This is an open-source and free cloud computing software. It is used to control the storage, processing, and networking of the resources in a data-centre.

 

34] PaaS

PaaS referred to as Platform as a Service, is a cloud computing model wherein a third organisation or a party delivers all the Software and hardware tools. A PaaS provider is known to host these tools on its Infrastructure.

 

35] Pay as you go

It is a model for cloud computing services that charge for providing both subscription-based and consumption-based models. It does not require any upfront capital expenditures for the hardware and software tools.

 

36] Private cloud

This is a closed platform providing cloud services to some private internal network to select users. Here the services are not unavailable freely to the general public.

 

37] Public cloud

The services here provided are to the general public. Anyone can easily access these services by purchasing them as the services they provide are over the open Internet.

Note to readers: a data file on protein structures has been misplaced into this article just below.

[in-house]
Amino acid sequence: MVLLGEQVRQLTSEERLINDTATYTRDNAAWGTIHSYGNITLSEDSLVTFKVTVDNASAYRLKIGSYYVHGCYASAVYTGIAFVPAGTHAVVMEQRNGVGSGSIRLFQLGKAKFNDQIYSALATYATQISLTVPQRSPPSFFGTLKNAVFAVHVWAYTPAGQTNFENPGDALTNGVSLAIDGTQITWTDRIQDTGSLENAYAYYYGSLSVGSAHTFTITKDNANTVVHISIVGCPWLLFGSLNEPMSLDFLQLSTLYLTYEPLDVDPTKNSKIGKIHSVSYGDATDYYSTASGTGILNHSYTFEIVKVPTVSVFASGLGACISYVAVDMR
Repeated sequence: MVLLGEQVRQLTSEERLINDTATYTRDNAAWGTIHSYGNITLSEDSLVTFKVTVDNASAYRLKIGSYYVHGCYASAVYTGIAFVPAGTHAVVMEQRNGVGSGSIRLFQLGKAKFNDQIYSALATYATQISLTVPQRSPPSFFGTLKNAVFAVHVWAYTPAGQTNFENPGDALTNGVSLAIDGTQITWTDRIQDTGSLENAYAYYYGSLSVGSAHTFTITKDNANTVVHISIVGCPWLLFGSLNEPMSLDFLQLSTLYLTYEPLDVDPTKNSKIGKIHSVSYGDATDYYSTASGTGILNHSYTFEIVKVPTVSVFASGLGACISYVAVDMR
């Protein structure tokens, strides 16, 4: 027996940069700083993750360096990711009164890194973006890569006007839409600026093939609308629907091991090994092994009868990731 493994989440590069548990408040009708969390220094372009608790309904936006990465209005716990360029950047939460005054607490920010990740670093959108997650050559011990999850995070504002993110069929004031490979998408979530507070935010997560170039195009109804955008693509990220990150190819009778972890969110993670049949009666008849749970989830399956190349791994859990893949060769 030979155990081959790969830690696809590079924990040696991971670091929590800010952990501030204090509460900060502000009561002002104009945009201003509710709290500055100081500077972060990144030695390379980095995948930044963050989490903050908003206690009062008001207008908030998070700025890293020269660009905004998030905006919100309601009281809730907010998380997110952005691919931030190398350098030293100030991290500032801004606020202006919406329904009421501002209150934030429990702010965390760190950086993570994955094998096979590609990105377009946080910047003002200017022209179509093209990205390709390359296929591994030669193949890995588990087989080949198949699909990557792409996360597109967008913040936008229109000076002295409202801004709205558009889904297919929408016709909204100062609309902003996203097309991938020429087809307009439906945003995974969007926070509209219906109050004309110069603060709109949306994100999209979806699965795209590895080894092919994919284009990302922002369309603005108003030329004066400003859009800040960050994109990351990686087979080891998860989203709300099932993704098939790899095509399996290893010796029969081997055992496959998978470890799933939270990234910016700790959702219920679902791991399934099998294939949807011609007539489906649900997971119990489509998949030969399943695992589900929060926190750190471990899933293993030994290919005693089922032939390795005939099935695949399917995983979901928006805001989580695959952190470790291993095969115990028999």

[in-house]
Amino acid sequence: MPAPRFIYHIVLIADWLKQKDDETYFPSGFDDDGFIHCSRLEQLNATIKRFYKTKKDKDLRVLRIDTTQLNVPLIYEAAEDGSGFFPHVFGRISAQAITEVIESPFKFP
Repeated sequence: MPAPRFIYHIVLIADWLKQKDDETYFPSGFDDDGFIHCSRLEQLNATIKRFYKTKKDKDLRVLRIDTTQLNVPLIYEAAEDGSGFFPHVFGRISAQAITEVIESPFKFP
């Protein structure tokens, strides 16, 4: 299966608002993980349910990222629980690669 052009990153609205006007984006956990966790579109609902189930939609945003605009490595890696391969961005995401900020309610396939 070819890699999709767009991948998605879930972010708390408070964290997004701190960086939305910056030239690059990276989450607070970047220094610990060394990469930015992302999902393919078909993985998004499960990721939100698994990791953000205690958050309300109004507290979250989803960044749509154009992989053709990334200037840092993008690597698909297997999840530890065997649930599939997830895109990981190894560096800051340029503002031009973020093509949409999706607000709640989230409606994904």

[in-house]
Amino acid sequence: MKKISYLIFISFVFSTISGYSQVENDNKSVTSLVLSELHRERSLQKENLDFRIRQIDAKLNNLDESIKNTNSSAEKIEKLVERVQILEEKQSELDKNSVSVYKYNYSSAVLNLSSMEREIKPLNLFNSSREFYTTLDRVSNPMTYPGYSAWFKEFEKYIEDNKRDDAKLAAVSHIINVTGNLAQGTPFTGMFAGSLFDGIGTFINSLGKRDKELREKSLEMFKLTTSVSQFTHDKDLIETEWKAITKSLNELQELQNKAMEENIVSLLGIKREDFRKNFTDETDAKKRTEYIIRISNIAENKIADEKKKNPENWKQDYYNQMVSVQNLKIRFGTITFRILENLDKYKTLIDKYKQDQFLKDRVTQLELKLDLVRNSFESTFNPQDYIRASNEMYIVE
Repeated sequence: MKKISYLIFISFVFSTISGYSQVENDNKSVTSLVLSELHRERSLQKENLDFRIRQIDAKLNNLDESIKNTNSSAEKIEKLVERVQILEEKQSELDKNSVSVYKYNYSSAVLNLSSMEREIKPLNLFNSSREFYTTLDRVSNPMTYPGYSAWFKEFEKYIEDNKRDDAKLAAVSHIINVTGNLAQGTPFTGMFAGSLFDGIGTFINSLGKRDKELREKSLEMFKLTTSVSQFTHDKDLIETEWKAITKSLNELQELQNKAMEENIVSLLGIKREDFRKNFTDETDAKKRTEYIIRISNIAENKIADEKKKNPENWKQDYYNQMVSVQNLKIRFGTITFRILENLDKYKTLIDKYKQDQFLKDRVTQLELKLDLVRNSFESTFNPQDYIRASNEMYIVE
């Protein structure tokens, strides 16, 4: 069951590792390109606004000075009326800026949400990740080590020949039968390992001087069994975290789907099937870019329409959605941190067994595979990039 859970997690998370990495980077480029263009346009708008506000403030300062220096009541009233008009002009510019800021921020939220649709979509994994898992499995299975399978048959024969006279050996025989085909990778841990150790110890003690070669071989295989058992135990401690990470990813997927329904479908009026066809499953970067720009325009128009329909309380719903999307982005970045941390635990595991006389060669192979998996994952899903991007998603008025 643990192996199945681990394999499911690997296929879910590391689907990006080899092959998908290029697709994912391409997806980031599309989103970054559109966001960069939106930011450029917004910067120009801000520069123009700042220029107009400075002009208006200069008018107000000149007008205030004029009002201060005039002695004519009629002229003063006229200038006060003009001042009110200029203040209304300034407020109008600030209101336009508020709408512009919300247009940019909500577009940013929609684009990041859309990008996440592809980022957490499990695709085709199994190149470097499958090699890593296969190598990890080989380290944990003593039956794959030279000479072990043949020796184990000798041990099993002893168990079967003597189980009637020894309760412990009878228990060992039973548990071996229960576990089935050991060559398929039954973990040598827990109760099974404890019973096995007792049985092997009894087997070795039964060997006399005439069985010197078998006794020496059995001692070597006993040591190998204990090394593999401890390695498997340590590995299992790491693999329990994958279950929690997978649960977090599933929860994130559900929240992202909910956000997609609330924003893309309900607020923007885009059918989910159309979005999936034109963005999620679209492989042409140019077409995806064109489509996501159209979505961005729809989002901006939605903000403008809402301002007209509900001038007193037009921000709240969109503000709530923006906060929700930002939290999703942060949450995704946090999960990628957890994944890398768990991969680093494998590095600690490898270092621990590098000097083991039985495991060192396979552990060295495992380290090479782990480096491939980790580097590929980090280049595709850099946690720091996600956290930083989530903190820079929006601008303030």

38] Software as a Service (SaaS)

Software as a service is the cloud application services that are delivered to the customers directly over the Internet by the providers. The applications don’t have to be purchased. These can be downloaded, installed and made to run on the computers of the customers. SaaS providers were previously referred to as application service providers.

 

39] Salesforce

This is an online SaaS company. It is best known for delivering customer relationship management (CRM) software to the companies over the Internet.

 

40] Service migration

As the name suggests, it is an act of migrating or moving from one cloud service (or service provider) to another.

 

41] Service provider

It can be either a company, an organisation, or an individual that provides the public or private cloud services to the customers.

 

42] Service Level Agreement (SLA)

It is a contract based and documented agreement made between the cloud service provider and its external or internal customers. It states what services will be provided to the customers and defines the service standards the provider is obligated to meet.

 

43] Social Networking Service (SNS)